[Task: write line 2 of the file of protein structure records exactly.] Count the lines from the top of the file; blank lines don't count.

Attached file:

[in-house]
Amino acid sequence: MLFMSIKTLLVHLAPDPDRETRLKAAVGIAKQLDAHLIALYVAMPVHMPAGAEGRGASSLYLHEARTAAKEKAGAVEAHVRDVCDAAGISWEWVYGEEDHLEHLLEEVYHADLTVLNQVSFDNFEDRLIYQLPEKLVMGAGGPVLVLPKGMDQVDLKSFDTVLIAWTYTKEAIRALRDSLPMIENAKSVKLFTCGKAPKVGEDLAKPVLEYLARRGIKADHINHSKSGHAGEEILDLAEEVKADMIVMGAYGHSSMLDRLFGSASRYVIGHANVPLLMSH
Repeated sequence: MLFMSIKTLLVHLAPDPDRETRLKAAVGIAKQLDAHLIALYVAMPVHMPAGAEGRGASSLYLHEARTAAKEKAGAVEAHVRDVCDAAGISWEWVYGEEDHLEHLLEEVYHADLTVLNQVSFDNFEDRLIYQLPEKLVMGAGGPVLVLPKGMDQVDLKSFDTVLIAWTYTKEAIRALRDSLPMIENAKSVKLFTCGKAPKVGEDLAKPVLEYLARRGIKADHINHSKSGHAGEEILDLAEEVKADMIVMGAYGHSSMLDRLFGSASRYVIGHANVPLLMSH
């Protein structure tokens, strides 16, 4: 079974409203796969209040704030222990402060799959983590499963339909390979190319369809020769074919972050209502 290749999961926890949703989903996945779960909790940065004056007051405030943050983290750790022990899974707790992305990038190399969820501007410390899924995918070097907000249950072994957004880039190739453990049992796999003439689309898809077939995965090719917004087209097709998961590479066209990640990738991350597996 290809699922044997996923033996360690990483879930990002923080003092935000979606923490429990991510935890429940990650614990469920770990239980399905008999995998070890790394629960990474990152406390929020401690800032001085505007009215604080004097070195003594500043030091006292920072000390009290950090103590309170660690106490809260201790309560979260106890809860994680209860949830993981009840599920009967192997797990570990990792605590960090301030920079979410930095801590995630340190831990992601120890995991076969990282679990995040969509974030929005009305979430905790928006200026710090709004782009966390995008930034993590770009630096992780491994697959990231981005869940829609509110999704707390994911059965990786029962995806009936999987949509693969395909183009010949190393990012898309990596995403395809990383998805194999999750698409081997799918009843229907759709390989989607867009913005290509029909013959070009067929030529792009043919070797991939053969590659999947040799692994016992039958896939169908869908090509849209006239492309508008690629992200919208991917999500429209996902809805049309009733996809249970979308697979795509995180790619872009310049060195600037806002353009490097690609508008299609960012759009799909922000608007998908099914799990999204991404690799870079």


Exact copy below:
Amino acid sequence: MLFMSIKTLLVHLAPDPDRETRLKAAVGIAKQLDAHLIALYVAMPVHMPAGAEGRGASSLYLHEARTAAKEKAGAVEAHVRDVCDAAGISWEWVYGEEDHLEHLLEEVYHADLTVLNQVSFDNFEDRLIYQLPEKLVMGAGGPVLVLPKGMDQVDLKSFDTVLIAWTYTKEAIRALRDSLPMIENAKSVKLFTCGKAPKVGEDLAKPVLEYLARRGIKADHINHSKSGHAGEEILDLAEEVKADMIVMGAYGHSSMLDRLFGSASRYVIGHANVPLLMSH